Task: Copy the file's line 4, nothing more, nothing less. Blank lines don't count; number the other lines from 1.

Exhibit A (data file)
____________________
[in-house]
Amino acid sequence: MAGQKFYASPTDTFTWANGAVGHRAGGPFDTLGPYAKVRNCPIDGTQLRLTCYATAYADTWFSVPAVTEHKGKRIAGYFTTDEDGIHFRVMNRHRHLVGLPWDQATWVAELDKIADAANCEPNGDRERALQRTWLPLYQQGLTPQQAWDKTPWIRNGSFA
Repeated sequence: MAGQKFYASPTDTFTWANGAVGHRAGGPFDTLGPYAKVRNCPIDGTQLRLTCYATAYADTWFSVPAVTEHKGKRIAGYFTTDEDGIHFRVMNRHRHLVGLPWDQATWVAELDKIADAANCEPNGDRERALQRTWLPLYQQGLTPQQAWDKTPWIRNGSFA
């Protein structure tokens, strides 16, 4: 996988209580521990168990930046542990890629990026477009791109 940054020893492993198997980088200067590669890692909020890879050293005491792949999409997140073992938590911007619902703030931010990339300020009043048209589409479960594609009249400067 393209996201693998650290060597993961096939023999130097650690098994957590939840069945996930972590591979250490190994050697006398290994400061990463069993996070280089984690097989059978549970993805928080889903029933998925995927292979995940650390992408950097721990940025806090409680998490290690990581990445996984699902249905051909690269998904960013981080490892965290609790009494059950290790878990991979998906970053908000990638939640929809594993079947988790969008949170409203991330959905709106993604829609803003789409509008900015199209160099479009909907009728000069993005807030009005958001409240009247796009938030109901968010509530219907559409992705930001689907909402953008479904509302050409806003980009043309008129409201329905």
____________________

């Protein structure tokens, strides 16, 4: 996988209580521990168990930046542990890629990026477009791109 940054020893492993198997980088200067590669890692909020890879050293005491792949999409997140073992938590911007619902703030931010990339300020009043048209589409479960594609009249400067 393209996201693998650290060597993961096939023999130097650690098994957590939840069945996930972590591979250490190994050697006398290994400061990463069993996070280089984690097989059978549970993805928080889903029933998925995927292979995940650390992408950097721990940025806090409680998490290690990581990445996984699902249905051909690269998904960013981080490892965290609790009494059950290790878990991979998906970053908000990638939640929809594993079947988790969008949170409203991330959905709106993604829609803003789409509008900015199209160099479009909907009728000069993005807030009005958001409240009247796009938030109901968010509530219907559409992705930001689907909402953008479904509302050409806003980009043309008129409201329905």